The tail end of the Republican National Convention was the occasion of great discovery for conservative media outlets. The Oparowskis showed up!


Yes, Ted and Pat Oparowski, former residents of Massachusetts and possibly the best character witnesses that Mitt Romney could ever ask for. Or the best character witnesses for any presidential candidate in memory.

The Oparowskis, an elderly couple, appeared at the convention podium on Thursday to detail just how Romney had touched them. As the world now knows, the Oparowskis’ teenage son was suffering from cancer in the 1970s. Romney took an interest in the boy, visiting him, helping him to draft a will and delivering the eulogy at the child’s funeral. Watch the video above, if you haven’t already; it’s a moving story.

New and moving, to judge from some media reaction. Here’s what Fox News’s Bret Baier and Megyn Kelly said on air about it:

BAIER: You know, you mentioned that these other stories from families who knew Mitt Romney. Pat and Ted Oparowski, professional firefighter for 27 years, their son, David, 14 years old died of lymphoma. And Mitt Romney going to the house and being with that child. Tears in the hall pretty much all night.

You wonder what permeates out from a convention just judging by people’s reaction on Twitter and elsewhere. That could be one story.

KELLY: ...I hadn’t heard a lot of those stories before. I didn’t know about the little boy and how Mitt Romney went over and helped him do his will, and helped the family. And so Americans just like us already know Mitt Romney a whole lot better.

Those Americans are just catching up to readers of the New York Times. Because it was the New York Times that introduced many to the Oparowskis and their fondness for Romney. Reporter Sheryl Gay Stolberg, in a piece titled “For Romney, a Role of Faith and Authority,” plumbed the candidate’s history as a lay leader of the Mormon church. Though Stolberg included some criticism of Romney’s work, it was on balance a positive account of a hard-working and caring man who did everything he could for his fellow worshipers. It “humanized” Romney nearly a year before the high-profile political convention whose central purpose was to do just that.

The lead of the story depicted Romney inspiring Bryce Clark, a troubled young Mormon who had abused drugs and alcohol. Clark told the New York Times this about Romney’s take on his predicament:

“He told me that, as human beings, our work isn’t measured by taking the sum of our good deeds and the sum of our bad deeds and seeing how things even out,” recalled Mr. Clark, now 37, sober and working as a filmmaker in Utah. “He said, ‘The only thing you need to think about is: Are you trying to improve, are you trying to do better? And if you are, then you’re a saint.’ ”

Stolberg also unfurled the Oparowski tale:

Ted Oparowski, a retired firefighter, and his wife, Pat, a secretary, still praise Mr. Romney for ministering to their 14-year-old son, David, who was dying of cancer three decades ago.

The boy, upon hearing that Mr. Romney was a lawyer, asked him to help draft a will, so that he might leave something to each of his friends. Mr. Romney pulled out a legal pad, and together they wrote one up. Later, he gave the eulogy at the boy’s funeral.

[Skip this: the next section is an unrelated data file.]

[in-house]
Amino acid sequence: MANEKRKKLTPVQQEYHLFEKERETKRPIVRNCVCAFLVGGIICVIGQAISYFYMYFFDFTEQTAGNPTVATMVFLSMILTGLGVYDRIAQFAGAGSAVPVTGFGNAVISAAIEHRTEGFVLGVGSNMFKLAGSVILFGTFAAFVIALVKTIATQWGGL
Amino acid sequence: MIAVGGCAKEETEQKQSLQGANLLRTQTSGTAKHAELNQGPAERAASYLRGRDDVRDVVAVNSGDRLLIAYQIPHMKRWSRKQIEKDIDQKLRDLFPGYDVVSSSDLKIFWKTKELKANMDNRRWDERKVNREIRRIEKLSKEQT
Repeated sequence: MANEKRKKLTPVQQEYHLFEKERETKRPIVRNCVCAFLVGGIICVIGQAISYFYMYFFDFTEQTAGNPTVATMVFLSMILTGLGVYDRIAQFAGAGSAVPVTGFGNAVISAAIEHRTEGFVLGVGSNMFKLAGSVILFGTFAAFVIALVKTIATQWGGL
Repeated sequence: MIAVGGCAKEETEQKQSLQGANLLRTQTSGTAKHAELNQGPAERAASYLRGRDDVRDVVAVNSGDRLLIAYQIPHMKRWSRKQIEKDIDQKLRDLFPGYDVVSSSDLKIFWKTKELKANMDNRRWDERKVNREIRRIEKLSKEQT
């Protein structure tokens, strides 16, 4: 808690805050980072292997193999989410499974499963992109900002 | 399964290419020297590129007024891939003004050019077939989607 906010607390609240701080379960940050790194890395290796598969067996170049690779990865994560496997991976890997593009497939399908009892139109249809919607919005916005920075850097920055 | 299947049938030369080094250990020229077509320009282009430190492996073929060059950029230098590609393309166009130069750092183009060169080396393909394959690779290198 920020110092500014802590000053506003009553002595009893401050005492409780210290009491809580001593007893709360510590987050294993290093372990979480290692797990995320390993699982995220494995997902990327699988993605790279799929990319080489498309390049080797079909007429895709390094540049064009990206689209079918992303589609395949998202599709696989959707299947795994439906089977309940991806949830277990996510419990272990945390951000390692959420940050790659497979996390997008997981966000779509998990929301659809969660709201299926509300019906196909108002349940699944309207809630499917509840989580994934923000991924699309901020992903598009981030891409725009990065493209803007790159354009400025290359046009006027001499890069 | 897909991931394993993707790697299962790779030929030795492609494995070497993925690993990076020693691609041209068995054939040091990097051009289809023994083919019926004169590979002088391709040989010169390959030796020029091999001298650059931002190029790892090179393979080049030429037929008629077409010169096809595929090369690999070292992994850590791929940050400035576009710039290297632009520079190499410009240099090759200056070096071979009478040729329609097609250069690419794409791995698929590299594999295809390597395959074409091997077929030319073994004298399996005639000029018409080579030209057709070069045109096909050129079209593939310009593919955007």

If Mr. Romney, who no longer holds an official church title, seems overly polished or wooden on the campaign trail, his defenders say that is just how he is, reserved yet caring. “He’s always been that way, that’s his demeanor,” Mrs. Oparowski said.

Though this priceless story of kindness came wrapped in a front-page story in the Sunday edition of the New York Times, the world of follow-up media appears to have missed it. A Nexis search for “Romney” and “Oparowski” for dates preceding the convention delivers nothing but Stolberg’s story. And the Oparowskis themselves, reached by phone on Labor Day, say that prior to the convention appearance, the only media interview they ever did was with Stolberg. “No, not at all,” says Ted Oparowski when asked if other media outlets came calling after the New York Times.

Television news, how do you live with yourself? Digging up subjects from a New York Times story, interviewing them and then claiming some kind of exclusive — that’s what you’re trained to do! Fox News, where were you?

Stolberg found the Oparowskis via muscle. She interviewed people from the Mormon Church who had interacted with Romney, and someone made a reference to them. “There was no help from the Romney campaign, or anybody else,” says Stolberg. “I just tracked them down and interviewed them.”

Despite the new information in the Stolberg story, it’s not the most famous Sunday New York Times front-page piece on the Romney family history. That award would go to “In Rarefied Sport, a View of the Romneys’ World,” a story about the family’s involvement in dressage, a form of horsie ballet. The equestrian story is routinely and short-sightedly referenced as an example of the paper’s bias against Romney.

Meanwhile, no one ever seems to acknowledge Stolberg’s piece, even though it foreshadowed a show-stopping act at the Republican National Convention. Perhaps Stolberg had the misfortune of penning a piece that failed to fit into the structure of complaint against the New York Times.

Yet at least some folks found it worth noting. “A lot of Mormons wrote to me after that story ran and thanked me for writing a honest portrayal of their faith,” she says.